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Disney Earnings Meet Expectations, Revenue Misses

CNBC.com With Wires
Thursday, 8 Nov 2012 | 7:01 PM ET

Walt Disney reported quarterly earnings on Thursday that matched analysts' expectations, while revenue fell short.

Disney recently announced it would by Lucasfilm and the "Star Wars" franchise, with plans to revive the series with a new trilogy starting in three years. In an interview on CNBC's "Closing Bell," Disney CEO Bob Iger said he didn't expect the purchase to contribute to earnings until then. Lucasfilm generates some $800 million a year in revenue, analysts estimate. (Read more: Iger 'Feels Good' About Year Ahead)

The entertainment company's shares fell more than 2 percent in after-hours trading following the report. (Click here to get real-time quotes for Disney.)

Net income rose 14 percent to $1.24 billion from $1.09 billion a year earlier.

Excluding items, earnings rose to 68 cents per share from 59 cents a share in the year-earlier period, matching analysts' expectations, according to a consensus estimate from Thomson Reuters.

Revenue increased 3.2 percent to $10.78 billion from $10.43 billion a year ago, but fell short of the $10.92 billion analysts had expected.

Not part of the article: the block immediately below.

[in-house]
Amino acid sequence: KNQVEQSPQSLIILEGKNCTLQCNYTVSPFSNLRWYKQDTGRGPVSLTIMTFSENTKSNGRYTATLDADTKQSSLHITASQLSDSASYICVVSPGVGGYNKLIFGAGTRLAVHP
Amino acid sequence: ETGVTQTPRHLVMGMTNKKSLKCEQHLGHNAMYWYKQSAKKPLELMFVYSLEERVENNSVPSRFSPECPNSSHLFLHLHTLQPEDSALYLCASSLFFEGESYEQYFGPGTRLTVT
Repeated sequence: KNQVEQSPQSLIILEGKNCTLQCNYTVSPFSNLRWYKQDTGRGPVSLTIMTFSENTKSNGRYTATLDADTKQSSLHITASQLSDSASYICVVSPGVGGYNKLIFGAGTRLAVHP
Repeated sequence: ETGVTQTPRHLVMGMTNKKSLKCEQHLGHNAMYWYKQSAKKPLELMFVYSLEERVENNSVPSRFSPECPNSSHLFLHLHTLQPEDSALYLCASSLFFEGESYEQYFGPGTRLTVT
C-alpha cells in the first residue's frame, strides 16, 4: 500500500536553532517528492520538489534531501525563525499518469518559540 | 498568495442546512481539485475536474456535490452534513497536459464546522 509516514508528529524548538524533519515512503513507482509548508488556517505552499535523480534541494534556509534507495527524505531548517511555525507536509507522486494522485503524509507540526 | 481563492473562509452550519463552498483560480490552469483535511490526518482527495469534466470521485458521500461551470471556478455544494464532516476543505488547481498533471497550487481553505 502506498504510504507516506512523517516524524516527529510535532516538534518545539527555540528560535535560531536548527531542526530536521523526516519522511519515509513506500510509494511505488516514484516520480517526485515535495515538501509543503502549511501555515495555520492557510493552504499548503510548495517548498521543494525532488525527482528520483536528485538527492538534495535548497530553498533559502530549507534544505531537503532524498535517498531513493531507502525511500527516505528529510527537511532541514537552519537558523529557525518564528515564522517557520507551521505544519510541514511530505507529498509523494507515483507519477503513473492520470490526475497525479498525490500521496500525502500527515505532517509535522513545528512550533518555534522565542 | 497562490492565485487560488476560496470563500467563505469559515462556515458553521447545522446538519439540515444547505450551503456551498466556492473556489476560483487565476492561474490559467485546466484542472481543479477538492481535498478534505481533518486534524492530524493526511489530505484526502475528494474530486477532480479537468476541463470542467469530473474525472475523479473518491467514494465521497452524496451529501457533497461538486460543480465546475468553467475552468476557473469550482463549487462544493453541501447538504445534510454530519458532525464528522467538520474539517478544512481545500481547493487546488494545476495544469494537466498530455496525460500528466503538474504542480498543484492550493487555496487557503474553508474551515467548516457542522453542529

The theme-parks division benefitted from the rising popularity of Disney cruise ships and higher attendance at theme parks in Tokyo and Hong Kong, the company said.

Disney CEO: George Lucas Will Be Consultant
Bob Iger, president & CEO of The Walt Disney Company, offers insight on the company's quarter, the Lucasfilm buy and its digital plans. "I look forward to continuing to interact with George [Lucas], but he will be a consultant," he says. He also weighs in on the fiscal cliff. With CNBC's Maria Bartiromo and Julia Boorstin.

Iger also expressed enthusiasm about the company's TV business.

"We have great confidence in our ability to sustain growth in our Disney Channel businesses and ESPN. We feel great about the growth potential for both businesses," he said.

With advertising less than 40 percent of revenue at ESPN, Iger said the business "is less susceptible to advertising trends whether they are from reduced political spending or ups and downs in the economy."

Morningstar analyst Michael Corty said Disney produced "another solid quarter" particularly with its cable networks business, though revenue was below what some analysts expected.

"Disney has so many good things going for it that any weakness in the stock would be a buying opportunity," he said.

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